How is greek mythology different from the bible?

Q: How is Greek mythology different from the bible?
Weren´t they both created by humans? Weren´t they both written by humans? Don´t they both tell incredibly over-thought morals? Aren´t they both explaining to you the world as a “science for dummies” book?

A: The Bible is a prophetic book, predicting many, many years in advance, thousands of events … all of which have (so far) truly come to pass … just as described.

Most of those prophecies describe the earthly life and the historical, divine person-hood of Jesus Christ, the promised Redeemer of all mankind.

Since no other book of any kind has ever been able to accurately predict the future, it’s clear that God is the true author of the Bible … and man merely serves as his scribe.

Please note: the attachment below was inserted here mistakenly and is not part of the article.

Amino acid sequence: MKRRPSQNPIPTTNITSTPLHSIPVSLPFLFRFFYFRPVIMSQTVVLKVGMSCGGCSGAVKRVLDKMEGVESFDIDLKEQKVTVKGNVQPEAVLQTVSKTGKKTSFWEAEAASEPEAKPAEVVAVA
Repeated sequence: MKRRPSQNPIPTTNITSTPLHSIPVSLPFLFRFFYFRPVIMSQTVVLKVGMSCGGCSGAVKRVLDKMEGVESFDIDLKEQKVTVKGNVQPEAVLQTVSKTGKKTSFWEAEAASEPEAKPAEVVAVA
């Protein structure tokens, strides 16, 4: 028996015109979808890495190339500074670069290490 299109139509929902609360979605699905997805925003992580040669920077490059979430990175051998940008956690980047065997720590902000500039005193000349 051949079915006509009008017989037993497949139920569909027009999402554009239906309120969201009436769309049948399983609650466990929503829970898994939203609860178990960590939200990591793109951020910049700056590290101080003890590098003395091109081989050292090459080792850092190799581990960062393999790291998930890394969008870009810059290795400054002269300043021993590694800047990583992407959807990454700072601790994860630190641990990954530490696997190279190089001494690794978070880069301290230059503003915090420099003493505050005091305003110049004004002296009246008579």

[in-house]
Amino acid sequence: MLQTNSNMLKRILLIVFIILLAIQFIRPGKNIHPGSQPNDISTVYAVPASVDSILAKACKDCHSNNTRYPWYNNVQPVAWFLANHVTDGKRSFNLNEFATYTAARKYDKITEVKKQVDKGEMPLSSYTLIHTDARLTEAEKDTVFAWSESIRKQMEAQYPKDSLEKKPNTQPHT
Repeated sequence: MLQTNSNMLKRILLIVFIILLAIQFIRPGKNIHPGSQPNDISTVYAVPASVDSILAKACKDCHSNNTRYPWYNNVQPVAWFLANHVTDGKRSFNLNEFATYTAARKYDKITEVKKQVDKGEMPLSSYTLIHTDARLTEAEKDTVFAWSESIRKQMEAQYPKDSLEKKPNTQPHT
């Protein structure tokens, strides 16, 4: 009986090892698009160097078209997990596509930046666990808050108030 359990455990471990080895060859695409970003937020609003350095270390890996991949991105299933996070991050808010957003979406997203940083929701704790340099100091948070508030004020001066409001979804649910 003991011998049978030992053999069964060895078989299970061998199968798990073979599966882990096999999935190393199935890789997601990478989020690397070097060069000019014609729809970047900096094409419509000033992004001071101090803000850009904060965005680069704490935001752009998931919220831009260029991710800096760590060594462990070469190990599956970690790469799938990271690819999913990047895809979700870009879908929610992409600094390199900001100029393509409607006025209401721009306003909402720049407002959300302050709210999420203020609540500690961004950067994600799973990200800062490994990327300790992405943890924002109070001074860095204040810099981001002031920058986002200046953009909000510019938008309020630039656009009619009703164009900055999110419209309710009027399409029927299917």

By comparison, Greek mythology was simply an appealing way for ancient man to try to explain natural events and processes.

At best, Greek mythology is based on the fanciful accounts of ancient, supernatural beings who, though powerful, were not truly god(s).

The Bible likely speaks of these beings here:

Genesis 6:4 Now giants were upon the earth in those days. For after the sons of God went in to the daughters of men, and they brought forth children, these are the mighty men of old, men of renown.

Most of these (Nephilim) were destroyed by Noah’s flood, but others survived, and along with their offspring, caused big problems in later years. Goliath is probably the best known of them all.

In so far as the objective of all sacred scripture (the Bible): The Bible does not explain how the heavens go … but how to go to heaven.

Perhaps that might constitute incredible moral over thought to you … but to me … it’s just common sense.

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